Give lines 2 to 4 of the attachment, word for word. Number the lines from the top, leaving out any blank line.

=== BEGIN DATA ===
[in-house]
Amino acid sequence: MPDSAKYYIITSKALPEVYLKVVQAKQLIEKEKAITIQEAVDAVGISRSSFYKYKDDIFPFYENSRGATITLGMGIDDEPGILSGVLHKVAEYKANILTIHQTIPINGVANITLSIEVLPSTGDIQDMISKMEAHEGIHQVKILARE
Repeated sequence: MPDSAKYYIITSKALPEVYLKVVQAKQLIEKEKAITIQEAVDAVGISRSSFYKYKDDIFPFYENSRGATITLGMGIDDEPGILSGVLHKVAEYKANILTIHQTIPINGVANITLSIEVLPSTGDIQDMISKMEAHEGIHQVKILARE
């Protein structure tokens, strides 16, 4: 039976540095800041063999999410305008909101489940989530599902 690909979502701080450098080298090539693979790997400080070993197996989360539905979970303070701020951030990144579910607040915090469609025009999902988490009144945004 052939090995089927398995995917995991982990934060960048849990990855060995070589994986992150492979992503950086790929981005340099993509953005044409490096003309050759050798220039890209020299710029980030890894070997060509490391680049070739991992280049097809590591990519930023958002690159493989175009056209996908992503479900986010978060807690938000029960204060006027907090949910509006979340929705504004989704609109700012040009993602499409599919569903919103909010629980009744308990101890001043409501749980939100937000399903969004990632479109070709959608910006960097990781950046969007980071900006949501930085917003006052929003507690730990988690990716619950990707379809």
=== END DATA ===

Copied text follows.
Amino acid sequence: MPDSAKYYIITSKALPEVYLKVVQAKQLIEKEKAITIQEAVDAVGISRSSFYKYKDDIFPFYENSRGATITLGMGIDDEPGILSGVLHKVAEYKANILTIHQTIPINGVANITLSIEVLPSTGDIQDMISKMEAHEGIHQVKILARE
Repeated sequence: MPDSAKYYIITSKALPEVYLKVVQAKQLIEKEKAITIQEAVDAVGISRSSFYKYKDDIFPFYENSRGATITLGMGIDDEPGILSGVLHKVAEYKANILTIHQTIPINGVANITLSIEVLPSTGDIQDMISKMEAHEGIHQVKILARE
């Protein structure tokens, strides 16, 4: 039976540095800041063999999410305008909101489940989530599902 690909979502701080450098080298090539693979790997400080070993197996989360539905979970303070701020951030990144579910607040915090469609025009999902988490009144945004 052939090995089927398995995917995991982990934060960048849990990855060995070589994986992150492979992503950086790929981005340099993509953005044409490096003309050759050798220039890209020299710029980030890894070997060509490391680049070739991992280049097809590591990519930023958002690159493989175009056209996908992503479900986010978060807690938000029960204060006027907090949910509006979340929705504004989704609109700012040009993602499409599919569903919103909010629980009744308990101890001043409501749980939100937000399903969004990632479109070709959608910006960097990781950046969007980071900006949501930085917003006052929003507690730990988690990716619950990707379809």